Peace in a pot

Updated: 2012-04-13 07:43

By Wang Yuan (China Daily)

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Peace in a pot

Peace in a pot

Chinese art of cultivation takes root in modern times

Faced regularly with the cut-throat and high-stress workings of business negotiations, Xu Xin has cultivated more than 4,000 "friends" in the past two decades to help him deal with all that pressure.

But Xu's "friends" are not a local or global network of support groups. The "friends" that help Xu, 50, a businessman, find peace sit in pots as miniature versions of plants, rocks, trees and landscape. These are penjing, the ancient Chinese art of growing tray plants.

"When you foster penjing, you should concentrate all your attention to prune them, achieving a degree of focus and singularity similar to Buddhist Zen mentality," says Xu, who has a garden containing all his beloved plants.

"Bad-tempered people can find peace in penjing," Xu says. "You need to spend 10 to 20 years to rear a mature penjing work, to really cultivate your mind. Those who raise penjing won't lose their temper easily and usually have a longer life than others."

Rui Xinhua is a renowned master of penjing, similar to the commonly known bonsai, in East China's Nanjing and has been involved with the art for more than 30 years.

"You need to spend time and take care of them every day - pruning, watering, designing their shapes. As we often say, penjing is like our own children," Rui says.

"Penjing is more than just simple gardening; you need to learn about the local climate, soil, fertilizer, their ailments and how to really nurture them."

Many penjing lovers say the increasing demands of growing urbanization and fast-paced, pressurized lifestyles are drawing more people in the cities to turn to the ancient Chinese art to find peace.

"For those who are frustrated in these times, the art helps to bring joy and comfort. Many penjing growers regard the plants as a process of cultivating their inner wellbeing," says Costa Wang, editor of the Chinese magazine Penjing, which introduces penjing masters and their works.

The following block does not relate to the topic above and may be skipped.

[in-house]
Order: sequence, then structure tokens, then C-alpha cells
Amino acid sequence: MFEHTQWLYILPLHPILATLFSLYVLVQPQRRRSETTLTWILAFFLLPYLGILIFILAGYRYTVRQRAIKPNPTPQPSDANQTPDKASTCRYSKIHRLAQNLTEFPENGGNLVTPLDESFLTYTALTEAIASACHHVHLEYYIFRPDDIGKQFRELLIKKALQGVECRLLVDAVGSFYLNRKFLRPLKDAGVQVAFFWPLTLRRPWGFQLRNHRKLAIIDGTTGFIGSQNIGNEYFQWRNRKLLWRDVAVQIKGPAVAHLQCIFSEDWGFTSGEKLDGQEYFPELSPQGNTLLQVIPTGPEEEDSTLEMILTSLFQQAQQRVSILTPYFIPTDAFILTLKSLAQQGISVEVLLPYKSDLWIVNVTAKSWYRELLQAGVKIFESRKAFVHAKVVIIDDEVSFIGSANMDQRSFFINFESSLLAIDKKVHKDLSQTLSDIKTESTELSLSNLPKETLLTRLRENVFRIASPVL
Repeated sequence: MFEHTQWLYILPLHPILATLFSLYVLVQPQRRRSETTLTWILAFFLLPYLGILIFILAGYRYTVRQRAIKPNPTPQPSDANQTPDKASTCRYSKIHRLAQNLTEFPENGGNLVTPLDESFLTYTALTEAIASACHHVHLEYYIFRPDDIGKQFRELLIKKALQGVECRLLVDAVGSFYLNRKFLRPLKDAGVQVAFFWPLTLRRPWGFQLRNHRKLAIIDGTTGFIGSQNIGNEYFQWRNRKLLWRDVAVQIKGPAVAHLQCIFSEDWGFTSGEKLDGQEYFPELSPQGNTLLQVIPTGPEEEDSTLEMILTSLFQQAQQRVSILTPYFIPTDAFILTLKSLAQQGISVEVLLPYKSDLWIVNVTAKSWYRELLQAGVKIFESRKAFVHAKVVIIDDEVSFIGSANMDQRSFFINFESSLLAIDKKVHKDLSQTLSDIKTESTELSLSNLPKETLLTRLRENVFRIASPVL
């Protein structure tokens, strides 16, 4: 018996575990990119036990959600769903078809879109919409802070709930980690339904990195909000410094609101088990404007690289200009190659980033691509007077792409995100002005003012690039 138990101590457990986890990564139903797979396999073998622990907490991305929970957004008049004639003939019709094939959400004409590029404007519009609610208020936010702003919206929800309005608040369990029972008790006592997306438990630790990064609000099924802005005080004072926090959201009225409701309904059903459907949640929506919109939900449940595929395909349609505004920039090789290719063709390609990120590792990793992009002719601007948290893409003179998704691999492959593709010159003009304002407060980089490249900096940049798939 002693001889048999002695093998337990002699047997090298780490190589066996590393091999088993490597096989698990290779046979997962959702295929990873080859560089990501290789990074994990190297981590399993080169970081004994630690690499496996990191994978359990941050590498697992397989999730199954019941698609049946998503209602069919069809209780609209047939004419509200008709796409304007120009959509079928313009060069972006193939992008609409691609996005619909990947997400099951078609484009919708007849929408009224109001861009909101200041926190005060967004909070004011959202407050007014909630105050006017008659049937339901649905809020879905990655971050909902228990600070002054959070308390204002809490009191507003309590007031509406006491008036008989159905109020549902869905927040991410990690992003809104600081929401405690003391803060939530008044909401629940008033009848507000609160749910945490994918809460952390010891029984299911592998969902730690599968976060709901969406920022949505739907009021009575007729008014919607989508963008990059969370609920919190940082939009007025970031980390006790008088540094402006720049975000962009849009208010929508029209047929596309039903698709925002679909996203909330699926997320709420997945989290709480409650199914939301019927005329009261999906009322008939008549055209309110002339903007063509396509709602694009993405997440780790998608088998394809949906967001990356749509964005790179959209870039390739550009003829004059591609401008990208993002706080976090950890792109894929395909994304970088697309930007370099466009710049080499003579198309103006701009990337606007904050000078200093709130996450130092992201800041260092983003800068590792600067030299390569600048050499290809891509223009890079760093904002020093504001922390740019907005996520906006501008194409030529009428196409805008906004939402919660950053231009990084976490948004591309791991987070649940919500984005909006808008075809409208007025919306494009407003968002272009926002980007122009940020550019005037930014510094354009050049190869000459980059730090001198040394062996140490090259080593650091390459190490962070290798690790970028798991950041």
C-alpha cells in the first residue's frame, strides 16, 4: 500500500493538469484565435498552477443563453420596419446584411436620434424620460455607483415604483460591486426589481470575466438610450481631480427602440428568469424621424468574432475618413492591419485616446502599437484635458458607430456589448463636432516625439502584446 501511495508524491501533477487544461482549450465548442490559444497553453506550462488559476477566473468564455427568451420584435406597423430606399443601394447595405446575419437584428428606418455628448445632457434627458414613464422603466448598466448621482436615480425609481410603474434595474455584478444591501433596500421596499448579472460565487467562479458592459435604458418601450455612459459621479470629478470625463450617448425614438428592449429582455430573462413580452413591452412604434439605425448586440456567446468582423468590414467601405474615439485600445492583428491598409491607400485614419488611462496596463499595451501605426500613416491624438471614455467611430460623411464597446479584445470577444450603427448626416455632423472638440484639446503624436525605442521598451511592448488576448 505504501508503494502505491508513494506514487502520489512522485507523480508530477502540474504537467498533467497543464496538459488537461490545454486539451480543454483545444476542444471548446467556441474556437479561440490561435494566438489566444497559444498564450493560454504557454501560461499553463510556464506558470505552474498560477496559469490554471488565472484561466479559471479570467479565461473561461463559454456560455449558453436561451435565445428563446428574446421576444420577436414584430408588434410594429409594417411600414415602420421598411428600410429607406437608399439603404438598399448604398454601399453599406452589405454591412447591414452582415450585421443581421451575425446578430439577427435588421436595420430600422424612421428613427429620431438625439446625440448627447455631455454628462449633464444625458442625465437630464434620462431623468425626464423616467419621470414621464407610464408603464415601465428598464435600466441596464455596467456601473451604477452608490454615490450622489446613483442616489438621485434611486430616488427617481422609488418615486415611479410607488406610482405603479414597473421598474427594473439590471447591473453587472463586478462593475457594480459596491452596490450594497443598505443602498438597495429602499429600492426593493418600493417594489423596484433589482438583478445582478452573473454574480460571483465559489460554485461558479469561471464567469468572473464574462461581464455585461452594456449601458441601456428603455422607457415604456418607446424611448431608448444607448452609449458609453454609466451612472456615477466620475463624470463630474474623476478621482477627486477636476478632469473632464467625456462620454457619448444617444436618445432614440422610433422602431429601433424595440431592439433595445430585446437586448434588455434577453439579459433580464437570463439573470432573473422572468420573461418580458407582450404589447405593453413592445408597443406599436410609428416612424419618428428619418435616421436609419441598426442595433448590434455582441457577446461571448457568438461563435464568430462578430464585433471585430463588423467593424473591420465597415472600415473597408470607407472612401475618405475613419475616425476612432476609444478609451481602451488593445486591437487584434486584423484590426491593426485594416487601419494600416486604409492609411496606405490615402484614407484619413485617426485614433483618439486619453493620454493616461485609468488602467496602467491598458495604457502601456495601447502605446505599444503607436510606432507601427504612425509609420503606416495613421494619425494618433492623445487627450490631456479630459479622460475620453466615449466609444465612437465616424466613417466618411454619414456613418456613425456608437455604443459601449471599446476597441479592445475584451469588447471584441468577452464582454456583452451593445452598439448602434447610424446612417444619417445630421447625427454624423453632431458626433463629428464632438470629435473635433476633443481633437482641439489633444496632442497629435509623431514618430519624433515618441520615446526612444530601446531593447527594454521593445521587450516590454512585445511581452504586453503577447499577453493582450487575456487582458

The art of penjing originated during the Tang Dynasty (AD 618-907), with murals about the practice found in the royal tomb of Tang Princess Zhanghua in Shanxi province.

Poems on penjing are also found in works of renowned poets like Su Shi and Lu You of the Song Dynasty (AD 960-1279).

Penjing art later experienced high points during the Ming and Qing dynasties, as it spread to other Asian cultures including those on the Korean Peninsula as well as in Vietnam and Japan.

Chinese penjing has eight schools divided by their growing areas, including Anhui, Jiangsu, Zhejiang, Sichuan and Guangdong provinces. Most penjing are grown in East and South China, where the climate is suitably mild and wet.

The principles in growing penjing are similar to those in traditional Chinese painting, which take its inspiration from the beauty of nature. A classical penjing work needs to achieve a natural balance between man-made design and the natural landscape of the plants.

"A good penjing work needs to show that the plants are growing naturally, leaving no traces of human intervention," Rui says. "We also create penjing based on natural scenery, like pines growing on mountains, plum blossoms in spring and fruits in autumn."

"To produce a good penjing, you need to understand the plants, to let them grow into shapes that reflect an understanding of nature," Costa Wang says.

Rui says penjing helps him "mould" his character - he learned martial arts when he was young and was always short-tempered as a negative result of that, but taking up penjing changed his temperament and helped improve his health.

"Penjing needs a relatively peaceful environment to flourish," Rui says, adding that the art declined in China during the early stages of the last century amid wars and upheavals. But in neighboring Japan it continued to develop as bonsai.

Penjing is now experiencing a resurgence, with an increasing number of common households and ordinary people appreciating it, Rui says.

"We are expecting more people to join the penjing community. There are now about 1,000 penjing associations in China and we hold several hundred exhibitions every year when experts and masters gather and communicate with each other," Rui says. Members come from all walks of life to share their love for creating penjing, he says.

"We hope penjing can enter more common homes so that ... these traditional arts of China can continue to grow and flourish."

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